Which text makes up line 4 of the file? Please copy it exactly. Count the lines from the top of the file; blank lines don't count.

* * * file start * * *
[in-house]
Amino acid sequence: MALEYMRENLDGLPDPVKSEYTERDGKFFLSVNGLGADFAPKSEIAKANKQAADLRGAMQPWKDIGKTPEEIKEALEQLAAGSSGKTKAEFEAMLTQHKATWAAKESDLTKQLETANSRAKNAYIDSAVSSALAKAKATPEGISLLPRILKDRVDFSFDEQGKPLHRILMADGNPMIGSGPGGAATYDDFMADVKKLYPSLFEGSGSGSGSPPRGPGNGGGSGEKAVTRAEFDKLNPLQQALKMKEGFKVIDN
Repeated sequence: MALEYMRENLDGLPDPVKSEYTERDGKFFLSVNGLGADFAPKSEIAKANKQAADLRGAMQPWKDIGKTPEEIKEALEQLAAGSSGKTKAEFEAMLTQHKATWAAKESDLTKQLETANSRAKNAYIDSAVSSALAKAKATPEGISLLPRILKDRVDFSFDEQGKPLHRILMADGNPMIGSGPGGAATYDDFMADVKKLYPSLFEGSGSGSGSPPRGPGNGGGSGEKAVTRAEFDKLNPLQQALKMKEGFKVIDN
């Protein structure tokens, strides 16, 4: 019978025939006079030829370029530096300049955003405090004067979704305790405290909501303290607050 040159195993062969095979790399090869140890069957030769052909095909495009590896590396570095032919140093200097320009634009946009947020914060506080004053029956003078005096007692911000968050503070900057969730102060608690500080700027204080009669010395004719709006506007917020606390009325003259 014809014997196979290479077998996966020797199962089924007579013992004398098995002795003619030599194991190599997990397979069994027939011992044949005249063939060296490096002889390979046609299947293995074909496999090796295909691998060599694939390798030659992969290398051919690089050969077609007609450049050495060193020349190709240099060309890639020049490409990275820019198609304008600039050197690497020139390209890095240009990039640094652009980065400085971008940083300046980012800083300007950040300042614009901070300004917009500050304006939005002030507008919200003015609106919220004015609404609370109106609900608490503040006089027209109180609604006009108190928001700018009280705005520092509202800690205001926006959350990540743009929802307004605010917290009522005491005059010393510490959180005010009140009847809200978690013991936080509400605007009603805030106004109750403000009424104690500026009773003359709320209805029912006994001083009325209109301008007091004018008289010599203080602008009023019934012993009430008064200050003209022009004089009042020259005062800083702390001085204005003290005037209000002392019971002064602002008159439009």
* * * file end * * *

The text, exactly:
């Protein structure tokens, strides 16, 4: 019978025939006079030829370029530096300049955003405090004067979704305790405290909501303290607050 040159195993062969095979790399090869140890069957030769052909095909495009590896590396570095032919140093200097320009634009946009947020914060506080004053029956003078005096007692911000968050503070900057969730102060608690500080700027204080009669010395004719709006506007917020606390009325003259 014809014997196979290479077998996966020797199962089924007579013992004398098995002795003619030599194991190599997990397979069994027939011992044949005249063939060296490096002889390979046609299947293995074909496999090796295909691998060599694939390798030659992969290398051919690089050969077609007609450049050495060193020349190709240099060309890639020049490409990275820019198609304008600039050197690497020139390209890095240009990039640094652009980065400085971008940083300046980012800083300007950040300042614009901070300004917009500050304006939005002030507008919200003015609106919220004015609404609370109106609900608490503040006089027209109180609604006009108190928001700018009280705005520092509202800690205001926006959350990540743009929802307004605010917290009522005491005059010393510490959180005010009140009847809200978690013991936080509400605007009603805030106004109750403000009424104690500026009773003359709320209805029912006994001083009325209109301008007091004018008289010599203080602008009023019934012993009430008064200050003209022009004089009042020259005062800083702390001085204005003290005037209000002392019971002064602002008159439009």